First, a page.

NEG final draft due next week, reliability mechanism may never be triggered

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Energy Security Board prepares to release National Energy Guarantee draft ahead of a critical meeting of energy ministers in August.

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Clare Savage, second from left, alongside Kerry Schott, Audrey Zibelman (AEMO) and Paula Conboy (AER)

The Energy Security Board says it hopes to release a draft final report of the National Energy Guarantee at the end of next week, likely triggering months of intense debate ahead of a critical meeting of energy ministers in August.

Clare Savage, the deputy chair of the ESB, told the Energy Networks Australia conference in Sydney that, all going as planned, the draft report would be ready for release.

The National Energy Guarantee is being pushed by the federal Coalition as a solution to Australia’s climate and energy policy problems, and a unique opportunity to align the two.

However, the proposal is mired in controversy, initially over the structure of the mechanisms that impose an emissions obligation and a reliability obligation, and over the lack of ambition in the federal government’s emissions reduction targets.

Concern over the reliability mechanisms has largely – but not completely – been allayed by a revised “high level” draft delivered to COAG energy ministers in April.

It is now being seen as a “light touch” obligation, given that Australia rarely suffers outages from a lack of supply, and no such shortfall is forecast over the coming 10 years.

Indeed, Savage described the reliability obligation as a “back-stop” regulation that may never be triggered.

Conservatives have expressed dismay that the NEG may not offer the type of lifeline and multi billion-dollar bailout for the coal industry the likes of which is being considered by the Trump administration in the US.

ESB chair Kerry Schott says there is no chance that any new coal-fired generation will be built, although energy minister Josh Frydneberg has tried to mollify conservative fears by saying that the NEG offers the best hope for coal.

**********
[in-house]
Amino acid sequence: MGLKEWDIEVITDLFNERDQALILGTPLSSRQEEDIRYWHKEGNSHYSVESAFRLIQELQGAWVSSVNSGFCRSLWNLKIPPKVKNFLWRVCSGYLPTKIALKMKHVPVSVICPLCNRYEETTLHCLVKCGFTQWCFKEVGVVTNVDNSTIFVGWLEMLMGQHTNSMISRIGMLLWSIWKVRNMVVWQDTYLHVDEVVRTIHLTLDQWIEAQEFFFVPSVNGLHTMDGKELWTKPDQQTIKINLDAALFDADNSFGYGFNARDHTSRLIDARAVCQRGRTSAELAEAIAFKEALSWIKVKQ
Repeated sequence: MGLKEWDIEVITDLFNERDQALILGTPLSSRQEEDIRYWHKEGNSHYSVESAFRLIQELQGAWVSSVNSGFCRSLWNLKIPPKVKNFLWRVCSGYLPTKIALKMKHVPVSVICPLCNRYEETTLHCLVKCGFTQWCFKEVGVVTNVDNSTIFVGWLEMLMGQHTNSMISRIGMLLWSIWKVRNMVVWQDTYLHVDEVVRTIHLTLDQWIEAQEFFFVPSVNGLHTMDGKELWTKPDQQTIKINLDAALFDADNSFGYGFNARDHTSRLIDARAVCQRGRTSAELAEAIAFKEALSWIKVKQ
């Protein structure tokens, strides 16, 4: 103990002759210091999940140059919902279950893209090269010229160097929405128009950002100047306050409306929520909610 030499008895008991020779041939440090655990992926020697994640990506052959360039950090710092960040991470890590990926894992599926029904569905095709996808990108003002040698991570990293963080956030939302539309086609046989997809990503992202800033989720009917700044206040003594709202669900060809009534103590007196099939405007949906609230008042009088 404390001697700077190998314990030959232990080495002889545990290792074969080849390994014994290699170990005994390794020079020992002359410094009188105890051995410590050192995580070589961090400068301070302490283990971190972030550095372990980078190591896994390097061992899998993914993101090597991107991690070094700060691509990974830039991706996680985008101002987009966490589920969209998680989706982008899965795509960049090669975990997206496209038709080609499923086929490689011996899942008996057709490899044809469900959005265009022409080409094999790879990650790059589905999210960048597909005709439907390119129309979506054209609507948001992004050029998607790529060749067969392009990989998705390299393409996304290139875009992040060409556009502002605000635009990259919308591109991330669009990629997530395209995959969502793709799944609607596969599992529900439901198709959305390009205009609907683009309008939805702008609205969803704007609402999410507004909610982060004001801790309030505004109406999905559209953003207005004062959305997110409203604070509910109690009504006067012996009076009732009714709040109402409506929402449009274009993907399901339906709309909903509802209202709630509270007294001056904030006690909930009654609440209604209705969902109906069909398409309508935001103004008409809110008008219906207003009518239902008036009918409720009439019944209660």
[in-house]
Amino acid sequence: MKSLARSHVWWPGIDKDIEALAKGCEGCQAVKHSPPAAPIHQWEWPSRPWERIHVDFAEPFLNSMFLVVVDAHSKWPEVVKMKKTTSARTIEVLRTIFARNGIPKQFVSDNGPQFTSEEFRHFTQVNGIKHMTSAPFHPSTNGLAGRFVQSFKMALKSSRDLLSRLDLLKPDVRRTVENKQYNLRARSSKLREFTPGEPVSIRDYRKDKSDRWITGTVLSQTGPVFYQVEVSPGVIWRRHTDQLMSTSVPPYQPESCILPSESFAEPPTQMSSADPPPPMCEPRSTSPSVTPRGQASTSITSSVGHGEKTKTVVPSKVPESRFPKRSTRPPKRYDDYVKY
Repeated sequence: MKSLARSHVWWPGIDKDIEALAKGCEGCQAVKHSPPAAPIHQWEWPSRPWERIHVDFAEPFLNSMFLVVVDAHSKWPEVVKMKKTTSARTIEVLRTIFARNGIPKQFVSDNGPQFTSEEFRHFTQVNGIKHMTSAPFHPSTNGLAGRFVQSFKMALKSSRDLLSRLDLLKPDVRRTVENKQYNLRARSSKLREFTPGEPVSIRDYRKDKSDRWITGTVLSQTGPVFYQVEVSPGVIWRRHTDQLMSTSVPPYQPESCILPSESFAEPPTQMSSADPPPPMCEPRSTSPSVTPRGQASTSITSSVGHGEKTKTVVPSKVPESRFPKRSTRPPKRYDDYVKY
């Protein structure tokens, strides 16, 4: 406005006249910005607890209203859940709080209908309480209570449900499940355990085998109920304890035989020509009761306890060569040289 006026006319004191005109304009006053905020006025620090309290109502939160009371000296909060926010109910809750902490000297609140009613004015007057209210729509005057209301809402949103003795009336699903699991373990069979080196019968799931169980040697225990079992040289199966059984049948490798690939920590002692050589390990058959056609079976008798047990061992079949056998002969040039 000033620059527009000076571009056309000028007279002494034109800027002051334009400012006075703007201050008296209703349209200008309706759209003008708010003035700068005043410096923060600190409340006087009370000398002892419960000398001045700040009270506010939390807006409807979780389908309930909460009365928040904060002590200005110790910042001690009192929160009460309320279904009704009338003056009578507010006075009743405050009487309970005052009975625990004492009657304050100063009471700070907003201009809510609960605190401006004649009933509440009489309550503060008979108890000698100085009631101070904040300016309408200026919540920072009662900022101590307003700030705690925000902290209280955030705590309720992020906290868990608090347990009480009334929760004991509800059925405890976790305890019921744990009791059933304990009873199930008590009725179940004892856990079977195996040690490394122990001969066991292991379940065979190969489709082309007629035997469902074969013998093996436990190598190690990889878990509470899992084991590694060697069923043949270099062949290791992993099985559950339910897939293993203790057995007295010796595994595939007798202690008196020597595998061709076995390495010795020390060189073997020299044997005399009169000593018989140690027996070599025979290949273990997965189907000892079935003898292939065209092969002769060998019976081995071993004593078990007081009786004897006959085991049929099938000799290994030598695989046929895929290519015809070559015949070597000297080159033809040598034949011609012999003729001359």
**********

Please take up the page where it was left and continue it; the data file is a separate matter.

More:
However, the fate of coal is largely going to be decided by the emissions obligation, and that in turn will be decided by the extent of the government’s emission reduction targets.

Frydenberg has made it clear that the Coalition government will not increase its current target of a 26 per cent cut in electricity emissions by 2030, despite most analysis saying that target will be effectively met around 2020 because of the new wind and solar investment to acquit the renewable energy target.

Because of that, analysts say that the NEG will not likely spark any new investment, beyond that proposed to meet state targets in Victoria and Queensland, and increasing corporate and household interest.

Labor has said it wants to make sure that any targets are scaleable and adjustable, but this means that any increase in emissions reductions – and more investment in wind and solar – would depend on a change of government.

Labor states are also pushing for a mechanism that recognises the increased ambition of individual governments such as the ACT and Victoria, and does not allow other states to piggy back on those efforts to reduce their investment.

Savage was asked by RenewEconomy about the ESB proposal to allow retailers to tap into the rooftop solar installations of their customers to help meet their own emissions targets.

This has raised questions about visibility of behind the meter use, and the equity of allowing the retailer to benefit from such private investments. Savage said more would be revealed in the final draft.

NSW energy minister Don Harwin said it was his hope that the NEG would be agreed and signed at the COAG meeting in Sydney in August

“There might not be much romance in this marrigae of climate and energy policy, but (the NEG) should do the job, and it should unlock investment,” he said, adding the state government has no intention to cause the premature closure of existing coal generators.

Harwin pointed to the $18 billion pipeline of new generation proposals in NSW, mostly renewables, but the limitations of the transmission network, which had been built 50 years ago to serve coal generators.

“We don’t have the network capacity to transmit this new energy to consumers,” Harwin said. “The proposals are 15 times higher than the remaining capcity in transmission network, and this is limiting capcity to replace coal fired generators.”

Hence the need for a transmission study, and the push to create renewable energy zones in New England, western NSW, and both-west NSW.




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